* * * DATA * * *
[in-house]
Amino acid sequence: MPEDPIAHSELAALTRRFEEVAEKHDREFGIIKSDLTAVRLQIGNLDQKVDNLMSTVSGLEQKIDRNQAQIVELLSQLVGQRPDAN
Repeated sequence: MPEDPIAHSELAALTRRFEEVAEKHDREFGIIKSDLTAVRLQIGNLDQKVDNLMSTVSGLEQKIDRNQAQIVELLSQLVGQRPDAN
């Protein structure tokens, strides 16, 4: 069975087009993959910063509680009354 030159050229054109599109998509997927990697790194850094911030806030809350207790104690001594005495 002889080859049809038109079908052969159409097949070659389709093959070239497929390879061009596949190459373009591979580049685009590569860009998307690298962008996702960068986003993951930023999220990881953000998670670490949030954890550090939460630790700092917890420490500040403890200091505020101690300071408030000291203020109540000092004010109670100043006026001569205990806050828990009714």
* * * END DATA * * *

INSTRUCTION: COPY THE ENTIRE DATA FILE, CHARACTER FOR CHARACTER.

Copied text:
[in-house]
Amino acid sequence: MPEDPIAHSELAALTRRFEEVAEKHDREFGIIKSDLTAVRLQIGNLDQKVDNLMSTVSGLEQKIDRNQAQIVELLSQLVGQRPDAN
Repeated sequence: MPEDPIAHSELAALTRRFEEVAEKHDREFGIIKSDLTAVRLQIGNLDQKVDNLMSTVSGLEQKIDRNQAQIVELLSQLVGQRPDAN
């Protein structure tokens, strides 16, 4: 069975087009993959910063509680009354 030159050229054109599109998509997927990697790194850094911030806030809350207790104690001594005495 002889080859049809038109079908052969159409097949070659389709093959070239497929390879061009596949190459373009591979580049685009590569860009998307690298962008996702960068986003993951930023999220990881953000998670670490949030954890550090939460630790700092917890420490500040403890200091505020101690300071408030000291203020109540000092004010109670100043006026001569205990806050828990009714």